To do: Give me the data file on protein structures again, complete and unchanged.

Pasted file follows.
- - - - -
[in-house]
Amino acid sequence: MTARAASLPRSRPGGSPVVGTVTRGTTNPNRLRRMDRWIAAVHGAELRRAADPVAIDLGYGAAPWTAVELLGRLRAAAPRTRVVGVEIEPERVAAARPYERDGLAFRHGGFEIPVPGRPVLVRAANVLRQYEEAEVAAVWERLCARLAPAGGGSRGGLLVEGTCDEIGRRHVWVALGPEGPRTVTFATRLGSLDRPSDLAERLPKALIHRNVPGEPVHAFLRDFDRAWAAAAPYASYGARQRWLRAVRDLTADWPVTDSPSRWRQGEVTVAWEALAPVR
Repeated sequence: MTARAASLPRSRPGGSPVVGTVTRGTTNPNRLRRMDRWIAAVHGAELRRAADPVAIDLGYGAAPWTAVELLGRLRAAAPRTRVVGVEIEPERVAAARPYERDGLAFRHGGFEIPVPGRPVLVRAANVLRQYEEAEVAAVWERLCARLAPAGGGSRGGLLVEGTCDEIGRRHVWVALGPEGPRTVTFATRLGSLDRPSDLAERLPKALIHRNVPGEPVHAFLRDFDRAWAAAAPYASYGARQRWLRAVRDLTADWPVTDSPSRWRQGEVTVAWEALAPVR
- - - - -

[in-house]
Amino acid sequence: MTARAASLPRSRPGGSPVVGTVTRGTTNPNRLRRMDRWIAAVHGAELRRAADPVAIDLGYGAAPWTAVELLGRLRAAAPRTRVVGVEIEPERVAAARPYERDGLAFRHGGFEIPVPGRPVLVRAANVLRQYEEAEVAAVWERLCARLAPAGGGSRGGLLVEGTCDEIGRRHVWVALGPEGPRTVTFATRLGSLDRPSDLAERLPKALIHRNVPGEPVHAFLRDFDRAWAAAAPYASYGARQRWLRAVRDLTADWPVTDSPSRWRQGEVTVAWEALAPVR
Repeated sequence: MTARAASLPRSRPGGSPVVGTVTRGTTNPNRLRRMDRWIAAVHGAELRRAADPVAIDLGYGAAPWTAVELLGRLRAAAPRTRVVGVEIEPERVAAARPYERDGLAFRHGGFEIPVPGRPVLVRAANVLRQYEEAEVAAVWERLCARLAPAGGGSRGGLLVEGTCDEIGRRHVWVALGPEGPRTVTFATRLGSLDRPSDLAERLPKALIHRNVPGEPVHAFLRDFDRAWAAAAPYASYGARQRWLRAVRDLTADWPVTDSPSRWRQGEVTVAWEALAPVR